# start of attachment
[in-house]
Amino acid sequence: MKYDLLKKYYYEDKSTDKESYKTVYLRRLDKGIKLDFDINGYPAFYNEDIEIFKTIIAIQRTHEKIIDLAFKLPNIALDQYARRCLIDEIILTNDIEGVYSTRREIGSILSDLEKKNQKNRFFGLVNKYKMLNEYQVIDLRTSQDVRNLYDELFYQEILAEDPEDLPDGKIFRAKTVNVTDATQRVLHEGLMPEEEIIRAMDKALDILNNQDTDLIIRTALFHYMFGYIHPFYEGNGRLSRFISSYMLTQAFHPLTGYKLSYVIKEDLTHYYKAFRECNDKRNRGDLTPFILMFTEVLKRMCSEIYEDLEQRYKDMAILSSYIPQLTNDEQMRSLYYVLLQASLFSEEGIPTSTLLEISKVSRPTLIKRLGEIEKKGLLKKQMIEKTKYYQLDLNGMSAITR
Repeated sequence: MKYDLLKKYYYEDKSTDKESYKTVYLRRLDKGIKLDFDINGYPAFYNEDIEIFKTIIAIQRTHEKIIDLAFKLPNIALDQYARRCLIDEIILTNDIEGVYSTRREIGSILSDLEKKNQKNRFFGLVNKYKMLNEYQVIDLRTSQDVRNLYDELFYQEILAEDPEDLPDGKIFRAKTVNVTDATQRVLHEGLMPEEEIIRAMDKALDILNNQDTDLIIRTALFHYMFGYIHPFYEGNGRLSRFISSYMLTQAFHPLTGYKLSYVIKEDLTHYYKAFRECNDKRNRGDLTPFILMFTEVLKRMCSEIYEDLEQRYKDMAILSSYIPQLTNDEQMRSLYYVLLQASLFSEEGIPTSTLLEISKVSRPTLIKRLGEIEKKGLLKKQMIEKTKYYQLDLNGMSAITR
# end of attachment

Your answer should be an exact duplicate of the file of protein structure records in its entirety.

[in-house]
Amino acid sequence: MKYDLLKKYYYEDKSTDKESYKTVYLRRLDKGIKLDFDINGYPAFYNEDIEIFKTIIAIQRTHEKIIDLAFKLPNIALDQYARRCLIDEIILTNDIEGVYSTRREIGSILSDLEKKNQKNRFFGLVNKYKMLNEYQVIDLRTSQDVRNLYDELFYQEILAEDPEDLPDGKIFRAKTVNVTDATQRVLHEGLMPEEEIIRAMDKALDILNNQDTDLIIRTALFHYMFGYIHPFYEGNGRLSRFISSYMLTQAFHPLTGYKLSYVIKEDLTHYYKAFRECNDKRNRGDLTPFILMFTEVLKRMCSEIYEDLEQRYKDMAILSSYIPQLTNDEQMRSLYYVLLQASLFSEEGIPTSTLLEISKVSRPTLIKRLGEIEKKGLLKKQMIEKTKYYQLDLNGMSAITR
Repeated sequence: MKYDLLKKYYYEDKSTDKESYKTVYLRRLDKGIKLDFDINGYPAFYNEDIEIFKTIIAIQRTHEKIIDLAFKLPNIALDQYARRCLIDEIILTNDIEGVYSTRREIGSILSDLEKKNQKNRFFGLVNKYKMLNEYQVIDLRTSQDVRNLYDELFYQEILAEDPEDLPDGKIFRAKTVNVTDATQRVLHEGLMPEEEIIRAMDKALDILNNQDTDLIIRTALFHYMFGYIHPFYEGNGRLSRFISSYMLTQAFHPLTGYKLSYVIKEDLTHYYKAFRECNDKRNRGDLTPFILMFTEVLKRMCSEIYEDLEQRYKDMAILSSYIPQLTNDEQMRSLYYVLLQASLFSEEGIPTSTLLEISKVSRPTLIKRLGEIEKKGLLKKQMIEKTKYYQLDLNGMSAITR